THE CUCKOO’S CALLING by Robert Galbraith (JK Rowling). As I first thought with The Casual Vacancy, Rowling is a great writer regardless of genre. This is a really compelling mystery series; I read all of three of them!

ENTER TITLE HERE by Rahul Kanakia. A realistic and slightly disturbing depiction of a hyper-over-achieving Stanford-bound high school student. Really creative structure to the storytelling.

THE FIFTH SEASON by NK Jemisin. This won all the awards, and well deserved! I read it partly because of how much the Sad Puppies hated everything about it, and was really struck by the originality of the worldbuilding and characters.

THE GLITTERING WORLD by Robert Levy. Great characters, very psychological. The sense of creeping small town weirdness and scary-as-they-should-be fairies made it kind of Stephen King + Neil Gaiman for me.

A DARKER SHADE OF MAGIC by VE Schwab. Her first adult novel Vicious is one of the best books I’ve read in years, and though it took me a while to start this series, I really loved it. High(ish) fantasy set in a really original world. While in progress Schwab called it “Pirates, Thieves, and Sadist Kings.” The third one comes out soon!

CROSSTALK by Connie Willis. I’ve been wanting more novels about slightly dystopic tech companies since reading The Circle. Sold! Near future scifi where couples can get brain implants to sense each other’s emotions. The main character works for a tech company trying to make the next big breakthrough in phones…

AMERICAN GODS (10th anniversary edition) by Neil Gaiman. I first read this novel 15 years ago when it came out, and wanted to do a re-read before the TV series starts, so I picked up the expanded edition. As good as I remembered, and I suspect the extra material really adds to it. There’s even an addendum of a deleted scene where Shadow meets Jesus.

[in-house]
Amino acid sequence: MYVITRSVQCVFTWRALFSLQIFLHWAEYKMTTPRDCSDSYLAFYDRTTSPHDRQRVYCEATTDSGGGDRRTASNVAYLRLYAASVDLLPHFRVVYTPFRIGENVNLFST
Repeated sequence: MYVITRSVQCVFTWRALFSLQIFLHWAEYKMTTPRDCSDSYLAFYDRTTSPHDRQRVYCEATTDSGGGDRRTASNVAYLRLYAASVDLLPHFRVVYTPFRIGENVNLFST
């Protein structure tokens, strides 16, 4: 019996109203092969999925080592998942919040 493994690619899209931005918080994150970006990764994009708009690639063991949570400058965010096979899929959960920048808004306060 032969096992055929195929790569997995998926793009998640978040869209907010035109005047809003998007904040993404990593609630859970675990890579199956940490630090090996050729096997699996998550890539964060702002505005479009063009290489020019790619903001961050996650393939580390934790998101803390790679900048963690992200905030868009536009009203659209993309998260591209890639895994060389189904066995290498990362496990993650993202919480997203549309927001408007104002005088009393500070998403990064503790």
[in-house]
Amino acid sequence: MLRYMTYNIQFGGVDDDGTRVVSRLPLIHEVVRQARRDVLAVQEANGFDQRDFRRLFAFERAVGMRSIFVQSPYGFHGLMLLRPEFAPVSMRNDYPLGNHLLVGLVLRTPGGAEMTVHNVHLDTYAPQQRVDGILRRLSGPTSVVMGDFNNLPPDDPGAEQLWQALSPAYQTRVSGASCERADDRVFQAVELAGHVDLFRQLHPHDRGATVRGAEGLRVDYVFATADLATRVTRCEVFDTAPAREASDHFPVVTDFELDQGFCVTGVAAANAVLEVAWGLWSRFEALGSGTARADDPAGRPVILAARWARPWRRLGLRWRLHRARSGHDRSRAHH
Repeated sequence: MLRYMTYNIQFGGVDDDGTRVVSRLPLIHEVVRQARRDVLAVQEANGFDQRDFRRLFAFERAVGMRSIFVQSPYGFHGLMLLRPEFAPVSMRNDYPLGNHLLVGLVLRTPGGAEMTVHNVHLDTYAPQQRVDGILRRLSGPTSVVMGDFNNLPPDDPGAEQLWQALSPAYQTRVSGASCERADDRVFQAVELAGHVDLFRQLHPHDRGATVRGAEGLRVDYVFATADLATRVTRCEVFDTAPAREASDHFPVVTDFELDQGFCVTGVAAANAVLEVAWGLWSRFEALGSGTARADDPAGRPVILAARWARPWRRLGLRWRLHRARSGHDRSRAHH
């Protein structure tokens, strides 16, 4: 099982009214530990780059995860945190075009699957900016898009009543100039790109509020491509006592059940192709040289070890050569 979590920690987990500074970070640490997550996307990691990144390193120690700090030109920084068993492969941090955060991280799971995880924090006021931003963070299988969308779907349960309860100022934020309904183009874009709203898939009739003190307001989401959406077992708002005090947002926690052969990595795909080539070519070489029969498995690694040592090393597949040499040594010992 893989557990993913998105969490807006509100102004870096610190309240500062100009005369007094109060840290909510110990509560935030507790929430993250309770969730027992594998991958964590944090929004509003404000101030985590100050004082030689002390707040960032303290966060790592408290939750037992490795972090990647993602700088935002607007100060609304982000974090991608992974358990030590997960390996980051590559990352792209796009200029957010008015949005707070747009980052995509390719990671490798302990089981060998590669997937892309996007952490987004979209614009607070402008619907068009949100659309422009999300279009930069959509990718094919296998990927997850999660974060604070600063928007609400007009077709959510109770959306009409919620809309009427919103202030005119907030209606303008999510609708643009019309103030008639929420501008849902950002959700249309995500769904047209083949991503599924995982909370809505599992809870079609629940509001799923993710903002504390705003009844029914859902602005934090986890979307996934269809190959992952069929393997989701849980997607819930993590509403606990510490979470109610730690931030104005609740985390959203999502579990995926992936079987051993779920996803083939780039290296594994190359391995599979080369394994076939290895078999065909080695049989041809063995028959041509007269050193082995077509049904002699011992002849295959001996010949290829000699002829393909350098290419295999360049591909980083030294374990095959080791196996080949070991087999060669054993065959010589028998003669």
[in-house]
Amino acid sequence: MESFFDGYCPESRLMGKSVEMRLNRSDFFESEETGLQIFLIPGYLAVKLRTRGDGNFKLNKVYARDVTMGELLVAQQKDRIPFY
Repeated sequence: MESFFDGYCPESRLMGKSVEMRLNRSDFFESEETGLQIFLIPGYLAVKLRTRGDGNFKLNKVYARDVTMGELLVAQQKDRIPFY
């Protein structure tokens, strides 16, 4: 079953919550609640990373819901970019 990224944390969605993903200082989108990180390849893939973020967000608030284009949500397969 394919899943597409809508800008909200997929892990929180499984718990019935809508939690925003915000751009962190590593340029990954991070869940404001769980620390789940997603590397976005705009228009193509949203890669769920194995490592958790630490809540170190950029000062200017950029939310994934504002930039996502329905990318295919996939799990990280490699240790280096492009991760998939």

THE THREE-BODY PROBLEM by Cixin Liu. I have mixed feeling on how much I enjoyed this novel from a character and narrative standpoint but it feels like a new take on an old trope, and I also appreciate books that really bring on the SCIENCE in science fiction. It also prompted me to read up on the Chinese cultural revolution!

fiction2015.jpg

2015

STATION ELEVEN by Emily St. John Mandel. Beautifully written post-apocalyptic tale with multiple narratives.

I’LL GIVE YOU THE SUN by Jandy Nelson. Another beautifully written novel, breathtakingly original for YA, and my good friend Steve Berman gets the credit for convincing me to read this one with the best review of a book I’ve ever heard.

UPROOTED by Naomi Novik. Compelling characters and amazing worldbuilding, rooted in fairy tales which I’m not normally that taken with, but I loved this.

BIG LITTLE LIES by Liane Moriarty. I am a sucker for effective foreshadowing. Small community intrigue, reminded me of The Casual Vacancy.

HERO by Perry Moore. YA superhero novel that parallels coming out with powers and coming out as gay.

THE AERONAUT’S WINDLASS by Jim Butcher. Rip-roaring fantasy about airship pirates. But mostly about how awesome cats are.

CARRY ON by Rainbow Rowell. Everything the Harry Potter fangirl of my early twenties hoped it would be.

THE WICKED AND THE DIVINE by Kieron Gillen. I actually read a number of graphic novels this fall, and the first two volumes of this are fantastic. Highly recommended for fans of e.g., American Gods. He is still my favorite comics writer!